I frequently find myself in discussions with collaborators about the merits of reporting p-values, particularly in the context of pilot studies or exploratory analysis. Over the past several years, the *American Statistical Association* has made several strong statements about the need to consider approaches that measure the strength of evidence or uncertainty that don’t necessarily rely on p-values. In 2016, the ASA attempted to clarify the proper use and interpretation of the p-value by highlighting key principles “that could improve the conduct or interpretation of quantitative science, according to widespread consensus in the statistical community.” These principles are worth noting here in case you don’t make it over to the original paper:

- p-values can indicate how incompatible the data are with a specified statistical model.
- p-values do not measure the probability that the studied hypothesis is true, or the probability that the data were produced by random chance alone.

- scientific conclusions and business or policy decisions should not be based only on whether a p-value passes a specific threshold.
- proper inference requires full reporting and transparency
- a p-value, or statistical significance, does not measure the size of an effect or the importance of a result.
- by itself, a p-value does not provide a good measure of evidence regarding a model or hypothesis.

More recently, the ASA elaborated on this, responding to those who thought the initial paper was too negative, a list of many things *not* to do. In this new paper, the ASA argues that “knowing what not to do with p-values is indeed necessary, but it does not suffice.” We also need to know what we *should* do. One of those things should be focusing on effect sizes (and some measure of uncertainty, such as a confidence or credible interval) in order to evaluate an intervention or exposure.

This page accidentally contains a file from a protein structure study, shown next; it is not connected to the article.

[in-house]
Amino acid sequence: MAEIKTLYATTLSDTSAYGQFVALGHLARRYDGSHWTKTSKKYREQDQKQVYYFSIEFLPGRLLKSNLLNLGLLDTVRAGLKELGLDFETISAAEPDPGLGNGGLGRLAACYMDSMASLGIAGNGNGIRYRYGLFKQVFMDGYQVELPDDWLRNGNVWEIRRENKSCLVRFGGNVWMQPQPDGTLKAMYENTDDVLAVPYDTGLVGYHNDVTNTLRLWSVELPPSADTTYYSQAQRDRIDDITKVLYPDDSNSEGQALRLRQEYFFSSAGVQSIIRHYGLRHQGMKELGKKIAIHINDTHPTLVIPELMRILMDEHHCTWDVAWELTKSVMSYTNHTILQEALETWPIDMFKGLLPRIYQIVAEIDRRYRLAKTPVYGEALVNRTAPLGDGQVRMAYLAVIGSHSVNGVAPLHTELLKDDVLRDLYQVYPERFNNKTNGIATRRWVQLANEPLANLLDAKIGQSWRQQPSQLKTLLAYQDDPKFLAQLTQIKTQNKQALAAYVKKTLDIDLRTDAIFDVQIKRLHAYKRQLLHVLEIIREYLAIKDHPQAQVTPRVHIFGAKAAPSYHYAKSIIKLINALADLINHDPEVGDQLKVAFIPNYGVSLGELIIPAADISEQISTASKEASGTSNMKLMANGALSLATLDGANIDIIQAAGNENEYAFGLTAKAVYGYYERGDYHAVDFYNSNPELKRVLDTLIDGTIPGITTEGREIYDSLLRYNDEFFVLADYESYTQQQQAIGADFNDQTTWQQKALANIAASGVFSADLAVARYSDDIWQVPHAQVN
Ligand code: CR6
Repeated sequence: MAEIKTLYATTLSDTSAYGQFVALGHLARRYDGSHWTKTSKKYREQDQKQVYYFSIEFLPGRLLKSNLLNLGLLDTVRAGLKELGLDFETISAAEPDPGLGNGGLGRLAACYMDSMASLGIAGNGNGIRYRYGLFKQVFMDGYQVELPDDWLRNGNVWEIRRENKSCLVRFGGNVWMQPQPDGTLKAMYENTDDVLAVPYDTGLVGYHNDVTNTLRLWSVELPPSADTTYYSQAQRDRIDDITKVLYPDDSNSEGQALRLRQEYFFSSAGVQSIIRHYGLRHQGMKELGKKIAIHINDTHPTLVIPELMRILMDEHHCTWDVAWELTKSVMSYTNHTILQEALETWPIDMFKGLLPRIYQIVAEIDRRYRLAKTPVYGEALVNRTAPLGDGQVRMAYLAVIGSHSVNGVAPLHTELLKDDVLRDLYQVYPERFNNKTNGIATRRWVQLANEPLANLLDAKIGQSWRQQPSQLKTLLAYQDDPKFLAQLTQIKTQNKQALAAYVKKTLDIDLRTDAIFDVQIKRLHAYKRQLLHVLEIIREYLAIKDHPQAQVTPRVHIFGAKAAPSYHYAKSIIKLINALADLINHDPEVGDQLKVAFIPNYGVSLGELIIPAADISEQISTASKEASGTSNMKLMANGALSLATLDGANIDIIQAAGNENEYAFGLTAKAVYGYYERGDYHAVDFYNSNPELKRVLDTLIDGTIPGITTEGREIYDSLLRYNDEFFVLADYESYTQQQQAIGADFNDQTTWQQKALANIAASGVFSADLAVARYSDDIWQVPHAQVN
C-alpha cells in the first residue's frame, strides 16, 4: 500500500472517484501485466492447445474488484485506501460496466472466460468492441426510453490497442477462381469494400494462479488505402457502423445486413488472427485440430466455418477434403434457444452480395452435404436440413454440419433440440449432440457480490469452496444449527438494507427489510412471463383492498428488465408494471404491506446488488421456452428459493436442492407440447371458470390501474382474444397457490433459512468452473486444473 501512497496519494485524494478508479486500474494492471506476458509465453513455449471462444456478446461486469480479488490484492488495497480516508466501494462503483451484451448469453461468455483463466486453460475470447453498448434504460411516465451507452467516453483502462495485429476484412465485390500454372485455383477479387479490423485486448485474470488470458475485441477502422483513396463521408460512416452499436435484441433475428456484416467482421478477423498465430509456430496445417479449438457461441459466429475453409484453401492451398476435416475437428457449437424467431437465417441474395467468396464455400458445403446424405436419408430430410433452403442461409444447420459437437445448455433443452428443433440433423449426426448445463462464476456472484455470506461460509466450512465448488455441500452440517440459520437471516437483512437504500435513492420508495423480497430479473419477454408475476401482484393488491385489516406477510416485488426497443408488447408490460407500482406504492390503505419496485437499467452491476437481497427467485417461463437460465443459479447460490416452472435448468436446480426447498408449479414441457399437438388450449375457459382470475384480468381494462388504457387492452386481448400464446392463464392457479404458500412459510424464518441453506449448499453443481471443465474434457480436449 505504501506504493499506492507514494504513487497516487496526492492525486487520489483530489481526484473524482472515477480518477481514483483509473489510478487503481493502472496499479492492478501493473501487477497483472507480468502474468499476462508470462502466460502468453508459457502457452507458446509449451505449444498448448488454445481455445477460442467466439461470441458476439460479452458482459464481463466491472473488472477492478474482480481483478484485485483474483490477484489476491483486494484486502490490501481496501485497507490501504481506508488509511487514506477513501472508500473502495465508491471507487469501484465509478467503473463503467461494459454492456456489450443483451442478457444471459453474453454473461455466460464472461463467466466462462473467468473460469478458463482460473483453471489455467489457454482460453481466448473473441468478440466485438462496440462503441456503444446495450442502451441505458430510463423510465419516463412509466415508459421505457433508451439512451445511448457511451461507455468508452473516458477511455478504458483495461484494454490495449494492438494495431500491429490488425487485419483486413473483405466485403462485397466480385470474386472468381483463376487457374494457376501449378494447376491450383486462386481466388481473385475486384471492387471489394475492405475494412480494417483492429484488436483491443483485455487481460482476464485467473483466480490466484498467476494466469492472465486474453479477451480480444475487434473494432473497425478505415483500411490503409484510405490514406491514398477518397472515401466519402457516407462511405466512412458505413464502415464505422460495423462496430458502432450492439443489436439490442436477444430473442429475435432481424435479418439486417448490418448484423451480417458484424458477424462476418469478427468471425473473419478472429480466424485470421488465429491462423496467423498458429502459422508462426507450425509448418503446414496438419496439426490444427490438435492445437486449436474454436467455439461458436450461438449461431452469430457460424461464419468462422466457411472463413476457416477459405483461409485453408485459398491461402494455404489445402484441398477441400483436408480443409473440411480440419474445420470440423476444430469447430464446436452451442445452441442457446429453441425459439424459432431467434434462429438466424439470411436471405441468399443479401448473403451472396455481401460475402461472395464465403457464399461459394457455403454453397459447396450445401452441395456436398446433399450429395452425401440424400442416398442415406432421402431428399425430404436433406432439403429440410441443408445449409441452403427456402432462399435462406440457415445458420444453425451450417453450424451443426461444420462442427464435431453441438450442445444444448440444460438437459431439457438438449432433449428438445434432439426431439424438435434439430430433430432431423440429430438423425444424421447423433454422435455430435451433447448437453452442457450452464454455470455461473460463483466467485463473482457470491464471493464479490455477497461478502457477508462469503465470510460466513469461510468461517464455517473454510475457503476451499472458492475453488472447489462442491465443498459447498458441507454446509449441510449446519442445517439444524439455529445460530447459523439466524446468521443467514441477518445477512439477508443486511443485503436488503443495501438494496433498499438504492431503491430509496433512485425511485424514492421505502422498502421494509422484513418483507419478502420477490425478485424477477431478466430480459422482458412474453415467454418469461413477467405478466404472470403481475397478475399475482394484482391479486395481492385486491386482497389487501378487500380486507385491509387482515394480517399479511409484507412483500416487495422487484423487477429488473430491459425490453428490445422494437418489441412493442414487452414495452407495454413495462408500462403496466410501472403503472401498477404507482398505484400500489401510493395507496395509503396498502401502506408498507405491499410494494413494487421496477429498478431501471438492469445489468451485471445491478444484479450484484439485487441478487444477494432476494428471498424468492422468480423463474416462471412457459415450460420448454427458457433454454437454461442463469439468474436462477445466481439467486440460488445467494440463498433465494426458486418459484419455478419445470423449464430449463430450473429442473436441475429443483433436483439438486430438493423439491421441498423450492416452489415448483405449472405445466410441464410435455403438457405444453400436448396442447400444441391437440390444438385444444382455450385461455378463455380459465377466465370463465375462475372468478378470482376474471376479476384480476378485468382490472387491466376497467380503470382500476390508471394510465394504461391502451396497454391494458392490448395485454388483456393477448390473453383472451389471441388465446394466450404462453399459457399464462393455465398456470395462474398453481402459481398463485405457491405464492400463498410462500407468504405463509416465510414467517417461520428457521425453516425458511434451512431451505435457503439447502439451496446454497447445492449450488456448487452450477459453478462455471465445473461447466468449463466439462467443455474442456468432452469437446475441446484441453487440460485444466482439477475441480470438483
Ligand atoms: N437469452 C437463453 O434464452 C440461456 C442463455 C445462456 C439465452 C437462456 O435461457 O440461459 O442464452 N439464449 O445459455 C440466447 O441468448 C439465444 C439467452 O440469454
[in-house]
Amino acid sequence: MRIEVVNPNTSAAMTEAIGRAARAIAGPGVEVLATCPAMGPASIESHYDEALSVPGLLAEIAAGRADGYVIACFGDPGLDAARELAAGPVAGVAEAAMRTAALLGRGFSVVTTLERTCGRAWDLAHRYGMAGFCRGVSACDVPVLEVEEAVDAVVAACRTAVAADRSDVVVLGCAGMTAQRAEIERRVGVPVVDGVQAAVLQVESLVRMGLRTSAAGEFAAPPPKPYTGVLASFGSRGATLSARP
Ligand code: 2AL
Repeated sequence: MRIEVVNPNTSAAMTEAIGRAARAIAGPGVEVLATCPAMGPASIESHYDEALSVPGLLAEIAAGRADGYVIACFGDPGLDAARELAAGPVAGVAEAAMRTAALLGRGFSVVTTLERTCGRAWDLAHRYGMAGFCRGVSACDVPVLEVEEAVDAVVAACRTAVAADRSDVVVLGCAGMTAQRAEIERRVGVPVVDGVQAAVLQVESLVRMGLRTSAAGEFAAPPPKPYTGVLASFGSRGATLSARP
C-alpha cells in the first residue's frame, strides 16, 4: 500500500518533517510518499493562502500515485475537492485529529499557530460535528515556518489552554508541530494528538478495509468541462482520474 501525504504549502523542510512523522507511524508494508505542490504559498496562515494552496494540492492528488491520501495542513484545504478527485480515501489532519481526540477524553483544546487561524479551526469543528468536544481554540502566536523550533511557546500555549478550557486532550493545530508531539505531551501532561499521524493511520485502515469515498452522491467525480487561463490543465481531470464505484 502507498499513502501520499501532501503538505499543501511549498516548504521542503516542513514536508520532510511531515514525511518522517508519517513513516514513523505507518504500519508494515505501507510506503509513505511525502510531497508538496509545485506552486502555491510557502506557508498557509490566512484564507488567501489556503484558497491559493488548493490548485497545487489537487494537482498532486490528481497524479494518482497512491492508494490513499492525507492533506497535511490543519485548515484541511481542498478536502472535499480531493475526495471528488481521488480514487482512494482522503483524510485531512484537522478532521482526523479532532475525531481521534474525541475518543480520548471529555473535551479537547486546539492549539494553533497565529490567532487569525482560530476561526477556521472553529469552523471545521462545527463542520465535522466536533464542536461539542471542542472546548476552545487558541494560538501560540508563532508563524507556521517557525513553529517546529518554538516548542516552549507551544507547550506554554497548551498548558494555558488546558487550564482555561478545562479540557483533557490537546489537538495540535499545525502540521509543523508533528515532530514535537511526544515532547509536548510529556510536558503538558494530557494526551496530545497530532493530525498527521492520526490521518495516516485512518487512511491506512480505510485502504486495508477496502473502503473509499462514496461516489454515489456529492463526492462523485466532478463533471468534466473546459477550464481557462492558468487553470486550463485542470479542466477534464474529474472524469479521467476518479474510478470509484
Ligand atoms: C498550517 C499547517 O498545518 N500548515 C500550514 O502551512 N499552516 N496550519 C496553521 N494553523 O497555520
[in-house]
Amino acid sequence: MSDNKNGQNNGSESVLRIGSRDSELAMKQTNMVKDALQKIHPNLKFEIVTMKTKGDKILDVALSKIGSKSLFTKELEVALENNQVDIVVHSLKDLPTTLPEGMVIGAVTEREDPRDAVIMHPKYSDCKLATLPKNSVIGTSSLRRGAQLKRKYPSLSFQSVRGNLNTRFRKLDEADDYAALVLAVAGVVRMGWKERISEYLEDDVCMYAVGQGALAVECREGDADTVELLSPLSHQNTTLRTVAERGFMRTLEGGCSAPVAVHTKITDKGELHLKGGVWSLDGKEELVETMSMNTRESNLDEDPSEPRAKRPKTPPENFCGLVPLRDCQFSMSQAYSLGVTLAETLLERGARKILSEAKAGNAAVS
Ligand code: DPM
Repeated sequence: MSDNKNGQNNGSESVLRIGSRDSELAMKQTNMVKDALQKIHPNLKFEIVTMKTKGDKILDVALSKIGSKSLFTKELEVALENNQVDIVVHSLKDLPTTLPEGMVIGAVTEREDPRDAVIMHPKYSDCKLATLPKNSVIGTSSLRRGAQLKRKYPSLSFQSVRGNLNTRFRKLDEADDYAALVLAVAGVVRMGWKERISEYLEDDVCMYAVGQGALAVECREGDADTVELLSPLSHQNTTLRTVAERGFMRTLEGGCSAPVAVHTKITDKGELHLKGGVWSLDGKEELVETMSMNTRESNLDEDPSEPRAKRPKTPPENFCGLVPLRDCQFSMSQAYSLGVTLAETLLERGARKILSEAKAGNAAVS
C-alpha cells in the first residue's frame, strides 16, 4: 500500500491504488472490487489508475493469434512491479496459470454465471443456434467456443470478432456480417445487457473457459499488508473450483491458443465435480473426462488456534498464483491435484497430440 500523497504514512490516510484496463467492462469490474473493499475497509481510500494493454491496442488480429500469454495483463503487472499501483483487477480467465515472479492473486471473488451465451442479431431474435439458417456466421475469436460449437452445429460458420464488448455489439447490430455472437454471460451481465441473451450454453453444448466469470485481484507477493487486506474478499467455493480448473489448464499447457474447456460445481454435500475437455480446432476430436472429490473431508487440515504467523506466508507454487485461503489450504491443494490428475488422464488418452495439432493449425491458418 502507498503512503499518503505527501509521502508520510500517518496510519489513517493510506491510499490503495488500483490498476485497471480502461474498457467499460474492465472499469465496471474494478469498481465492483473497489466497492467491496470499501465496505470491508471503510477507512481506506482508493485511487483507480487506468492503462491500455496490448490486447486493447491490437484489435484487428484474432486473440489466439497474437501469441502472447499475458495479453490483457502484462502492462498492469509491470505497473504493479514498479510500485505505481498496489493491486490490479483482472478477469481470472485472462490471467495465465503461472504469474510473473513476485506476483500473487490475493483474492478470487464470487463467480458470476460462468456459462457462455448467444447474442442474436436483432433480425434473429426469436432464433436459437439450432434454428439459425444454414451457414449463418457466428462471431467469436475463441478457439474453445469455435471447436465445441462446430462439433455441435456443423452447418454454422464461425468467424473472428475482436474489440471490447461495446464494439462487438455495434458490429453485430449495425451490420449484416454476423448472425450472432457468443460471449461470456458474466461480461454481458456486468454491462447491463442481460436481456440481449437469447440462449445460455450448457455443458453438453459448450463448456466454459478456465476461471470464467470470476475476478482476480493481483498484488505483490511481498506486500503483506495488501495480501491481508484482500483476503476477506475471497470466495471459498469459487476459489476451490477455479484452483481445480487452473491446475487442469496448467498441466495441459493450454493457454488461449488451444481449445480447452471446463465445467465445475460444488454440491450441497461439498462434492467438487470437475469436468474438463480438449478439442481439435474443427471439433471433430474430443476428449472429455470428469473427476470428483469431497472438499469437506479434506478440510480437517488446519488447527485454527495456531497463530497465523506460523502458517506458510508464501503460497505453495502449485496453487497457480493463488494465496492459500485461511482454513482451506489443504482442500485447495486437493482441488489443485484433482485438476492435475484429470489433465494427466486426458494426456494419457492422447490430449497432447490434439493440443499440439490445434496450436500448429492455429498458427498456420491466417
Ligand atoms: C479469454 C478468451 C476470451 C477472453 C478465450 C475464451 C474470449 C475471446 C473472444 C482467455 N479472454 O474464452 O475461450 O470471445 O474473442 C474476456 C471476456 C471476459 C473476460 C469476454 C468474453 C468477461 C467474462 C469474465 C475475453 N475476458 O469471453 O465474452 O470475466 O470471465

### Applying principled thinking to a small problem

Recently, I was discussing the presentation of results for a pilot study. I was arguing that we should convey the findings in a way that highlighted the general trends without leading readers to make overly strong conclusions, which p-values might do. So, I was arguing that, rather than presenting p-values, we should display effect sizes and confidence intervals, and avoid drawing on the concept of “statistical significance.”

Generally, this is not a problem; we can estimate an effect size like a difference in means, a difference in proportions, a ratio of proportions, a ratio of odds, or even the log of a ratio of odds. In this case, the outcome was a Likert-type survey where the response was “none”, “a little”, and “a lot”, and there were three comparison groups, so we had a \(3\times3\) contingency table with one ordinal (i.e. ordered) factor. In this case, it is not so clear what the effect size measurement should be.

One option is to calculate a \(\chi^2\) statistic, report the associated p-value, and call it a day. However, since the \(\chi^2\) is not a measure of effect and the p-value is not necessarily a good measure of evidence, I considered estimating a cumulative odds model that would provide a measure of the association between group and response. However, I was a little concerned, because the typical version of this model makes an assumption of proportional odds, which I wasn’t sure would be appropriate here. (I’ve written about these models before, here and here, if you want to take a look.) It is possible to fit a cumulative odds model without the proportionality assumption, but then the estimates are harder to interpret since the effect size varies by group and response.